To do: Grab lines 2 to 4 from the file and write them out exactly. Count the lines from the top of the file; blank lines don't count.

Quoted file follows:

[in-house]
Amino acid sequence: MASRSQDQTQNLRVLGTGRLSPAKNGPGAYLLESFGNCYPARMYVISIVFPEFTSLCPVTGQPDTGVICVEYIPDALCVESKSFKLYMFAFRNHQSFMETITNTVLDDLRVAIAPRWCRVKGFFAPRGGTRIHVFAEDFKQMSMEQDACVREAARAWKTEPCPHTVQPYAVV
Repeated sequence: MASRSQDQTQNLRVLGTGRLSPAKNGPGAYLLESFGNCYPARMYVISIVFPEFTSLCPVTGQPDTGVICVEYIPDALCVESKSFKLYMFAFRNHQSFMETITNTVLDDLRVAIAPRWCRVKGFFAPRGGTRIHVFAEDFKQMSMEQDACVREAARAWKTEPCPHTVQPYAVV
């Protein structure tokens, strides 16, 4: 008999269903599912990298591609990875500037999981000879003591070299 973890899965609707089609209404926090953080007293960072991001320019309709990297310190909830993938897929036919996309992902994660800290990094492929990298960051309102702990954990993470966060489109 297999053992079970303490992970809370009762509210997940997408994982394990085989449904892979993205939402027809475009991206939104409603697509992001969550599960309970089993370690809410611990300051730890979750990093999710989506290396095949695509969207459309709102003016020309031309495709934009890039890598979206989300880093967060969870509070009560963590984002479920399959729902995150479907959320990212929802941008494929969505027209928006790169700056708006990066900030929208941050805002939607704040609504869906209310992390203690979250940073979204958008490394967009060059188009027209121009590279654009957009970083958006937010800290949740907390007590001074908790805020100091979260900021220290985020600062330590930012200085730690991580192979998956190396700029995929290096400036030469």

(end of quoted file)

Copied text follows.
Amino acid sequence: MASRSQDQTQNLRVLGTGRLSPAKNGPGAYLLESFGNCYPARMYVISIVFPEFTSLCPVTGQPDTGVICVEYIPDALCVESKSFKLYMFAFRNHQSFMETITNTVLDDLRVAIAPRWCRVKGFFAPRGGTRIHVFAEDFKQMSMEQDACVREAARAWKTEPCPHTVQPYAVV
Repeated sequence: MASRSQDQTQNLRVLGTGRLSPAKNGPGAYLLESFGNCYPARMYVISIVFPEFTSLCPVTGQPDTGVICVEYIPDALCVESKSFKLYMFAFRNHQSFMETITNTVLDDLRVAIAPRWCRVKGFFAPRGGTRIHVFAEDFKQMSMEQDACVREAARAWKTEPCPHTVQPYAVV
């Protein structure tokens, strides 16, 4: 008999269903599912990298591609990875500037999981000879003591070299 973890899965609707089609209404926090953080007293960072991001320019309709990297310190909830993938897929036919996309992902994660800290990094492929990298960051309102702990954990993470966060489109 297999053992079970303490992970809370009762509210997940997408994982394990085989449904892979993205939402027809475009991206939104409603697509992001969550599960309970089993370690809410611990300051730890979750990093999710989506290396095949695509969207459309709102003016020309031309495709934009890039890598979206989300880093967060969870509070009560963590984002479920399959729902995150479907959320990212929802941008494929969505027209928006790169700056708006990066900030929208941050805002939607704040609504869906209310992390203690979250940073979204958008490394967009060059188009027209121009590279654009957009970083958006937010800290949740907390007590001074908790805020100091979260900021220290985020600062330590930012200085730690991580192979998956190396700029995929290096400036030469």